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The Spitfire Site

A Tribute to Britains Finest Fighter

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 1 
 on: February 11, 2017, 07:32:55 PM 
Started by andrea - Last post by andrea
Hi everyone,
I am an aircraft modeller ( 58 ) and a part time historian with a specific interest. For more than 35 years I am trying to build one specific Spitfire F VIII model, the JF344., 32. squadron RAF, Italy, February, 1944. ( No, I am not a rivet counter, I need just one letter).
I have more than forty pages big file about the pilot, i.e., late F/Lt. John McAndrew Brodie, a Canadian from St.John.  but still I do not have any photo of the aircraft.
After my research and the big help from  Mr. Zoran Petek from Zagreb, Croatia, than also the Britmodeller member "magpie22" ( thanks once again ) and some other members of the  various forums, I know now that the squadron code was "GZ", but I do not know an individual letter of JF344 within 32. squadron, in February, 1944..

Here I need your help

I know  that it was not "M", Mk. VIII (JF404, Michael S, Lewis, sq. leader).
Also, it was not  "N", Mk. VIII, (JF364, which was also flown by  F/Lt. John McAndrew Brodie, just a week before his tragic death at 14th February 1944.).
Also,  for "O", Mk.VIII, there is a picture from Vis aifield, summer 1944., and that was later.
All (?) of the aircrafts (Mk.VIII) were in  Grey/PRU Blue camo, with extended wingtips and with standard rudder.

Aircraft "A" is Mk. IX (MA??? or MH??? ), Grey/Green camo, also Vis airfield, summer 1944.
Aircraft "B" is Mk. IX, MA 618, after  32., sq. ORB, pilot  R.G.P. Dulhunty,  or( MA 619???), after one picture on the internet which is doubtful because there is no MA 619 in ORB for January/February 1944.,  also  Grey /PRU Blue camo.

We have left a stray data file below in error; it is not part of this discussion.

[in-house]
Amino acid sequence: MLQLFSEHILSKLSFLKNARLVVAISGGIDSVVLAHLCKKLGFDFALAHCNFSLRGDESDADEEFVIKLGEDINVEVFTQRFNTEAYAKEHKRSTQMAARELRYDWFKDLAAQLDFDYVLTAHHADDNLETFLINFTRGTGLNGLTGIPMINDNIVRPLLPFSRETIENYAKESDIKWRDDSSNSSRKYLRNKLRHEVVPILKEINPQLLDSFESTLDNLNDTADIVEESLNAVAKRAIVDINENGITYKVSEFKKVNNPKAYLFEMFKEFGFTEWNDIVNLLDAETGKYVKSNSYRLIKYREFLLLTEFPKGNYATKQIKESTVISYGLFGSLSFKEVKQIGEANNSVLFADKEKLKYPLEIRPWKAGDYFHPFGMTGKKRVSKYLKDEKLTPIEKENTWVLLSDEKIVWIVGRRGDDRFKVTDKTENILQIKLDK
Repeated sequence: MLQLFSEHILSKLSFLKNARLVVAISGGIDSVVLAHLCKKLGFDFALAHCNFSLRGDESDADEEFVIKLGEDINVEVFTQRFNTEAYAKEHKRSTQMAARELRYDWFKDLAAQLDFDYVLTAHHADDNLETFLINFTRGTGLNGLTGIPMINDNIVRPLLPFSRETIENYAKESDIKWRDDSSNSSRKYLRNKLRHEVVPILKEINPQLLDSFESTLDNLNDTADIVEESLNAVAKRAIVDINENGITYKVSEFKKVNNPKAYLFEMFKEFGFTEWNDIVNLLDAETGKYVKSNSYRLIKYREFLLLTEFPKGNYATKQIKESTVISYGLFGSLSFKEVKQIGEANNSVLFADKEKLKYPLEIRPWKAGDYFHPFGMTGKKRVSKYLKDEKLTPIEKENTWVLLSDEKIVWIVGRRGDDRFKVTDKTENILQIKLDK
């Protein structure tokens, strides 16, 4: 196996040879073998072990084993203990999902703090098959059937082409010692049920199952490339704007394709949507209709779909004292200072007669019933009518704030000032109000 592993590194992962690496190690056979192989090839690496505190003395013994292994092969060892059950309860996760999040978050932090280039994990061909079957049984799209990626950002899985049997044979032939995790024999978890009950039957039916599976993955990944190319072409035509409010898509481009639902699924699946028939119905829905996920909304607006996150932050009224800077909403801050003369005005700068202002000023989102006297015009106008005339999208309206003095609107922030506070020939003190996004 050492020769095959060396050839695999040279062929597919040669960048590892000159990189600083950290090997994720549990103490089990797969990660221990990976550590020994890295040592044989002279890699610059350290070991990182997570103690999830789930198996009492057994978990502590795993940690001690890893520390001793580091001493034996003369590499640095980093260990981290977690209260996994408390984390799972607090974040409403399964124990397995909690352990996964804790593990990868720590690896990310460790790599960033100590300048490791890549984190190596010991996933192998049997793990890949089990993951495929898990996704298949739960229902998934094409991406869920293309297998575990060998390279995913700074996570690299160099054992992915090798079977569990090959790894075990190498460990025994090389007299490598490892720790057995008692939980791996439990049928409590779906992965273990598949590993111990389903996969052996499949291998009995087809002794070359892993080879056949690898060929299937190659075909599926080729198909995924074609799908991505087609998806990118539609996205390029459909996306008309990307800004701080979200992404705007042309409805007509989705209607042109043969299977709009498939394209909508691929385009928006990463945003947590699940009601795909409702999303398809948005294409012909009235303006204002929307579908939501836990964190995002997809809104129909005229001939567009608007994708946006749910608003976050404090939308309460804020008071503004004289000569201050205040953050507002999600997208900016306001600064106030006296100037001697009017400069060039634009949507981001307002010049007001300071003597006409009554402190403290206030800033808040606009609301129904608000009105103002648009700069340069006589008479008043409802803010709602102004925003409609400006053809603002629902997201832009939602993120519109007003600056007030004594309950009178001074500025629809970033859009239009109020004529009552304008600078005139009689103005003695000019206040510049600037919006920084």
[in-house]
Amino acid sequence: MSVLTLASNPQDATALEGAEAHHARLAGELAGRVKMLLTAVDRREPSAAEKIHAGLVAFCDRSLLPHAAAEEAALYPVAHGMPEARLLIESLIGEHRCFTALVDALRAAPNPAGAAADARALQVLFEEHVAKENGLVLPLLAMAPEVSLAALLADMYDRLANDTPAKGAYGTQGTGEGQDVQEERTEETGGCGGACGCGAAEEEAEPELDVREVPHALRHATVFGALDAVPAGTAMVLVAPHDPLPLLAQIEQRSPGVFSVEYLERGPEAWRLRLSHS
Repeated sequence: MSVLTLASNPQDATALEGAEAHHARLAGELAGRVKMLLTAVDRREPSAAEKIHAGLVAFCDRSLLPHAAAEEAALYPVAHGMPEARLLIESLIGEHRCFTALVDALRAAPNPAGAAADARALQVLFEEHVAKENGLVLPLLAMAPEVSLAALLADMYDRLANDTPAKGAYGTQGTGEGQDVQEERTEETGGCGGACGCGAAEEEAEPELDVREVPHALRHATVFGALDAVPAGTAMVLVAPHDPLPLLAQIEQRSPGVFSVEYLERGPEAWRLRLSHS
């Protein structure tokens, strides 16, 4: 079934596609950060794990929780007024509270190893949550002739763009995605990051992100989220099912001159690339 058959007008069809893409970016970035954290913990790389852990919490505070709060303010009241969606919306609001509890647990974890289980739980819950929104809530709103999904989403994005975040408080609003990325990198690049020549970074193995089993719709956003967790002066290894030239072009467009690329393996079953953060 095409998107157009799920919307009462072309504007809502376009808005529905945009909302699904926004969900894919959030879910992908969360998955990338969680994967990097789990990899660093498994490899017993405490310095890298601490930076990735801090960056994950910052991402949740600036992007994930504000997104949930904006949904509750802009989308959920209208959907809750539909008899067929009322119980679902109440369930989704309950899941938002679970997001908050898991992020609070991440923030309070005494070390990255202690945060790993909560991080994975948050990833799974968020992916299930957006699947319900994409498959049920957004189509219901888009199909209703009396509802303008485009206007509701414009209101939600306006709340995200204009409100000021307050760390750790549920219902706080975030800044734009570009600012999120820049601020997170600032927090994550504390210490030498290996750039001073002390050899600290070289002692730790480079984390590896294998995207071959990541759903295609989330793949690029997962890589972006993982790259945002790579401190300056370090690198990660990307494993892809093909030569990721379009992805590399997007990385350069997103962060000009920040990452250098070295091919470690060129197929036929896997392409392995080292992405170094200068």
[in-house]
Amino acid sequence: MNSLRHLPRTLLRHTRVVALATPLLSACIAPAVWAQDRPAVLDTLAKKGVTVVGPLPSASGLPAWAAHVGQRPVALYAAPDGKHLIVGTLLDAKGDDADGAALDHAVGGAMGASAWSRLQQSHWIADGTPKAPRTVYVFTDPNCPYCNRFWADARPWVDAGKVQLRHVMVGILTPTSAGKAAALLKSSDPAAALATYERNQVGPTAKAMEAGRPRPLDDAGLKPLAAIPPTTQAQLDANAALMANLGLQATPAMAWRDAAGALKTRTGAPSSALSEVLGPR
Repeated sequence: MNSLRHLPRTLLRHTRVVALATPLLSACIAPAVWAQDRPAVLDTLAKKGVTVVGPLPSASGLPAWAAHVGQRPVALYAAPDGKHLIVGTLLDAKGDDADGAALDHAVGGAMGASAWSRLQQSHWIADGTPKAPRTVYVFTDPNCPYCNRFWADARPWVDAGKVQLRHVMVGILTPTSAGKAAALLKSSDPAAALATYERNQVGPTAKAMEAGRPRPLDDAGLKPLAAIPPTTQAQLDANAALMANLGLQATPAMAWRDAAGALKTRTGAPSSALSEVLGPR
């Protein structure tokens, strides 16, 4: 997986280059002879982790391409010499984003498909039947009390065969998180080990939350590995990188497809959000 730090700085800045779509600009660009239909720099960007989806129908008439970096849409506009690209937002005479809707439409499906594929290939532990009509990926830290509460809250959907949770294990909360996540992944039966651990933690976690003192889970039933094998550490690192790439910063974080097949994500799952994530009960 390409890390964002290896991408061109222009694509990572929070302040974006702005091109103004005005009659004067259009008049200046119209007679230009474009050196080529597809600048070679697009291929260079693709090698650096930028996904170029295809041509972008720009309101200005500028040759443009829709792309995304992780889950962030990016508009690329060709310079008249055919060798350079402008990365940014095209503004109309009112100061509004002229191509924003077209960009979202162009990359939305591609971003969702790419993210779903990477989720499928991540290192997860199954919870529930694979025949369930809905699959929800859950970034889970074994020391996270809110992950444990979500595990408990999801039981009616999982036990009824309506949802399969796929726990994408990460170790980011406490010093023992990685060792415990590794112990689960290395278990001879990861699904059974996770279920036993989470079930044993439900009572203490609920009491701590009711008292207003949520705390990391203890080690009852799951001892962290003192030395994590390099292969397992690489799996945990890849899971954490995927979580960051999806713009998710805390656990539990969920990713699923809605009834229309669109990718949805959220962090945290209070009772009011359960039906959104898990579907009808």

Aircraft "D" is Mk.IX , MA802,  pilot F/Sgt. Gerry.F. Bishop,  shot down at 03.03 1944.,  POW, I saw a part of his plane recently.

After this, my conclusion is that all Mk. IX  were "A" flight, and  Mk. VIII were"B" flight. This is also after a suggestion from "magpie22". Right???

It is almost 100 % possible that JF344 was fitted with the extended  wing tips and the standard rudder ( like others  that one can see at the pictures easily found on the internet ( type: 32. squadron , Italy, Foggia ).  I am not sure for the  copyrights, so I am not enclosing it . Allegedly, all JF batch up to the JF7xxx had extended wing tips and standard, ( short) rudder.
Also, very possible that  at the February 1944., the camo was Grey/PRU Blue ( the original camo was Dark Earth/Middlestone/Azure Blue).
The pictures of the gun and the machinegun from JF344 one can see at : www.allspitfirepilots.org

Please , send me your opinions, and ( hopefully ) photographs, if any.
Sincerely yours
Andrea

P.S. Excuse me on my English.

 2 
 on: February 11, 2017, 01:08:00 AM 
Started by Big_guy - Last post by Big_guy
On a later variant I would think that this was a fuel cooler intake, but I'm wondering if this a gun camera opening on a Mk.V? Depending on the photos I'm looking at, it's either open as you see below, visibly faired over with a metal plug, visibly taped over (with what looks like maybe a 0.303" MG tape patch?). In the photo below I have highlighted the opening in question, along with another tape-patched area to left side of the opening. This shows up on a few period photos, so it's not a one-off thing. Any educated insight would be appreciated.



Apologies for not being able to upload the photo until now....

 3 
 on: January 17, 2017, 09:39:04 PM 
Started by Aleksander - Last post by Aleksander
Next three:

Spitfire XIX (1/48) Airfix












Spitfire Mk XIVe (1/48) Academy




Edit!

Nearly forgotten - Spitfire VI (1/48) - Hasegawa


 
Enjoy!

 4 
 on: November 11, 2016, 11:08:18 AM 
Started by Skycandy - Last post by Skycandy
Hi,

I am looking for information about a pilot called W.M. Skinner. I have a Pilot's notes from the spitfire 1 with merlin 2 or 3 engine with his name on it. it also has a poor readable stamp on it. I would like to know if anyone can give me information about the aircraft it belongs to, where it flew and any information about the pilot. if anyone recognises the stamp as I would  like to know what it is suppost to say. I will include two foto's.